Category Archives: Phage

crAssphage poops up again!

Yet again, analysis of a metagenomic sample shows that crAssphage is the most abundant phage anywhere. It also shows what a dis-service NCBI did to science by deleting the crAssphage record. We used meta-spades to reconstruct the entire crAssphage genome from someone else’s data set, but in their paper, the largest contig was ~3 kb. This analysis suggests that crAssphage is present in ulcerative colitis samples but the abundance goes down after treatment!

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Phage Identification

We are interested in phages — viruses that infect bacteria. For years the Edwards’ lab has been looking at new, undiscovered phages.

Recently, we identified the crAssphage, a new type of virus that has never been seen before. By looking at the sequences in metagenomes we were able to identify a set of contigs that were common among many different metagenomes. When we assembled them, they looked like a phage. We could compare them to other known phages in our database of sequences.

Working with folks in the biology department we proved that this is a circular virus by using PCR. However, we have so far been unable to culture the virus in vivo. We’re working on it, and hopefully others are too, but until that point we don’t have an image of the virus or an idea of what it does.

What is the relative biomass of crAssphage in the intestine?

Following up from the crAssphage press and comments Dan asked me the following question:

It was interesting to hear that there are 10 times as many viruses as bacteria in the body. If you have time to answer a question, I’ve always wondered about the relative biomass of bacteria compared to human cells, and now the relative biomass of viruses compared to human cells.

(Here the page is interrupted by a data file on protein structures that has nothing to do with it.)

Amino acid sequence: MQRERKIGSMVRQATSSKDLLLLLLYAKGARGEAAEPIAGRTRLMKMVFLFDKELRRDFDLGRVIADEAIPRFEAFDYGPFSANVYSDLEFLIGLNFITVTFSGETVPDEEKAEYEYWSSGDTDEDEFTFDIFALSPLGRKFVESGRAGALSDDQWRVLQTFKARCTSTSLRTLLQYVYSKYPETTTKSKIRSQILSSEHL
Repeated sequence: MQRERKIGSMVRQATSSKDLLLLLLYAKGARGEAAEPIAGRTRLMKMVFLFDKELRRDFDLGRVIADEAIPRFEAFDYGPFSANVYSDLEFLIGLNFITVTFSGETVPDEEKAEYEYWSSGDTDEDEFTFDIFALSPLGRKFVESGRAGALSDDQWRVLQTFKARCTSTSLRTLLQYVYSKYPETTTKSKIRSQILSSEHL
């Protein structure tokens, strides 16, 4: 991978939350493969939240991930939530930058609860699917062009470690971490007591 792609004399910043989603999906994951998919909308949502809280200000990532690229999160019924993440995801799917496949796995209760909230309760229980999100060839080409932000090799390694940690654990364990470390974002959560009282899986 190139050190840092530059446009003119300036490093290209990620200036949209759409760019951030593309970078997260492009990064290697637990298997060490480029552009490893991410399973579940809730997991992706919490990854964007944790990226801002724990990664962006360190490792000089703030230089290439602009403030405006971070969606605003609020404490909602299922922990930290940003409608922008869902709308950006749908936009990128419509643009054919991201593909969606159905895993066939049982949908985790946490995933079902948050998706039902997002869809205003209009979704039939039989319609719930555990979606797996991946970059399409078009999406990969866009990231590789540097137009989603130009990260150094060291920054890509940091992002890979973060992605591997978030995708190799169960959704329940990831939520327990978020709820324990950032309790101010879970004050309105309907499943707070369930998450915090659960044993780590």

Inspired by XKCD’s what-if we can use some Fermi estimation to answer this. A typical virus is about 10-19 kg. (e.g. Adenovirus which is about 50kb is 2.5 x 10-19 kg [1]). A typical bacterium, like E. coli is about 10-15 kg, and a typical human cell is about 10-12 kg.

Scientists like to say that we have ~10x more bacteria than human cells and ~10x more viruses than bacteria. In the human body there are about 37 trillion cells [2] (37 x 1012, but since we are estimating we’ll round that to 1014) . Based on these estimates we have the average human weighs about 100 kg (1014 cells x 10-12 kg) in human cells, 1 kg in bacteria (1015 cells x 10-15 kg), and 0.001 kg in viruses (1016 viruses x 10-19 kg)

Phage tRNA genes

We have just published a paper describing how phages affect translation of proteins very specifically. In our case, the phage expressed a peptide deformylase with increased specificty for proteins involved in photosynthesis. That lead me to wonder how else phages affect protein synthesis, and whether they are merely trying to increase the amount of proteins being made. One way to do that might be to increase the number of tRNA-Met initiator tRNAs. To test this hypothesis I  counted all the tRNAs in all the phages to see which is the most abundant. It wasn’t tRNA-Met, and after the read more I will tell you what it was.



I used tRNAScan-SE to identify all the tRNAs in all the phages in the PhAnToMe database, and from the output from tRNAScan-SE I counted all the different types. Here is a table listing all the tRNAs and their frequency in the phages: